The Dearly Beloved by Cara Wall
This book was different than what I usually read, and at times a bit slow, but I enjoyed it. It is set in the years 1950 to 1970 and follows the lives of two couples whose lives end up being extremely intertwined.
Charles comes from a wealthy but cold Boston family. His father is an academic who assumes he will go to Harvard and then also become a professor. But Charles surprises his stringently atheist father by deciding instead to become a Presbyterian minister. Charles falls in love at first sight with Lily who he runs into at the Harvard Library. Lily's lived a difficult life - an only child, her parents were killed in a car accident when she was a teenager. Though she was taken in by loving aunts and uncles, it has killed any belief she has in God. She is quite clear about that with Charles, but they end up together anyway.
James, who was raised by a drunk and abusive father, gets an unexpected gift from an uncle in Ireland which allows him to go to the University of Chicago. There he also decides to go into the Ministry - more as a way to create social change than for his steadfast belief in God. He also falls in love at first sight with Nan when she comes to play piano at his college. She comes from a well to do Southern family - her father was also a minister.
James and Charles are hired as co-pastors of a Presbyterian church in New York City and the remainder of the book follows the lives of the two couples. While the men work well together and like each other, Lily and Nan have trouble relating to each other. This is exacerbated when Lily, who never really wanted to have children, gives birth to twins, and Nan, who desperately wants them is unable to conceive. All of them are also challenged when one of the twins is diagnosed with autism at a time when the medical profession knew little about it and did even less for it.
In short this book is about love, faith, friendship, and parenthood. Not a lot of action but still interesting.
All This Could Be Yours by Jami Attenberg
This is another book that is really more about characters than action. In this case, the patriarch Victor suffers a heart attack and is on his deathbed. His daughter Alex rushes to New Orleans more to learn why her mother, Barbra, has stuck with this abusive, criminal man for so long, than to mourn her father. Gary, who actually lives in New Orleans is in Los Angeles when his father takes ill and can't bring himself to return. Gary's wife Twyla seems unwilling to leave Victor's bedside.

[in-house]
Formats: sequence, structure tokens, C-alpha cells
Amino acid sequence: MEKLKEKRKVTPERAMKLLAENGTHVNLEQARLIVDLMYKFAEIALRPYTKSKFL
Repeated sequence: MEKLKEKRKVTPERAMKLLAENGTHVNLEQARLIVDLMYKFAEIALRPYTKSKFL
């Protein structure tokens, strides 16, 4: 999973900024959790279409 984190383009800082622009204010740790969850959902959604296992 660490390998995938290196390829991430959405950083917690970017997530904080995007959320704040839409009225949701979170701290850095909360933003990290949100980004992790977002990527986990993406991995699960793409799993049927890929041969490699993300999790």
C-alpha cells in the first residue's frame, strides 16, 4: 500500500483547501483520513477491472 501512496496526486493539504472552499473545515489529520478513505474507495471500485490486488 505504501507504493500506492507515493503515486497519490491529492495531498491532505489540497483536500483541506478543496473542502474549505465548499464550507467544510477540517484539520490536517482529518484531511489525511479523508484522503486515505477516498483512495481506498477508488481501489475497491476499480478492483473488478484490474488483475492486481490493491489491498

The book largely takes place over the course of one day (except really for the prologue and the epilogue). Through Alex, Barbra, Twyla and Gary we learn about the distant and not so distant past and see why each of the characters has reacted to Victor's illness in the way they have. Some of the secrets are quite surprising so I don't want to share them here.
I liked how all of the characters were very complex - not necessarily likeable but relatable. It could at times be a bit of a slow read too.
Window on the Bay by Debbie Macomber
This was really just a beach read which I ordered at the beginning of summer but didn't make its way to me until long past beach season.
The story centres around Jenna and Maureen, divorced women who have been friends since college. Jenna has recently become an empty nester and is at loose ends when she and Maureen decide to plan a long postponed trip to Paris. But in the meantime they are both dipping their toes in the dating pool, with little success, when they find love in unexpected places.
Not very surprising or story, and no deeper meaning, but a good escape.
Me by Elton John
This is a fantastic autobiography by Elton John. He does not credit a ghost writer so I guess he wrote it on his own and it's incredibly well written. I was literally laughing out loud at some of his turns of phrase. And, let's face it he's had a fascinating life so what's not to like about reading about it.
He goes through his shy and somewhat difficult childhood (his parents both had bad tempers and he was constantly hiding in his room), his early efforts as a singer, his chance meeting with Bernie Taupin that changed both of their lives, through to stardom, drug and alcohol addiction, rehab, founding the AIDS foundation, love, marriage and fatherhood. It also revealed his recent struggle with prostate cancer which had not been previously publicized.
He of course shares details of his friendships with John Lennon, Rod Stewart, George Michael, Freddy Mercury, Gianni Versace and Princess Diana. He also describes meetings with the Queen, the Queen Mother, Michael Jackson, Elvis Presley and a host of other marquis names. But he spends just as much time talking about how his life was affected by a young boy with hemophilia who contracted AIDS or a toddler he took to in a Russian orphanage.
Though he does criticize some people, he never comes off as mean spirited. And he seems grateful for all his fame and fortune. He definitely knows he's lucky to have avoided AIDS. And it explains why he has yet to retire.
I really enjoyed reading this book.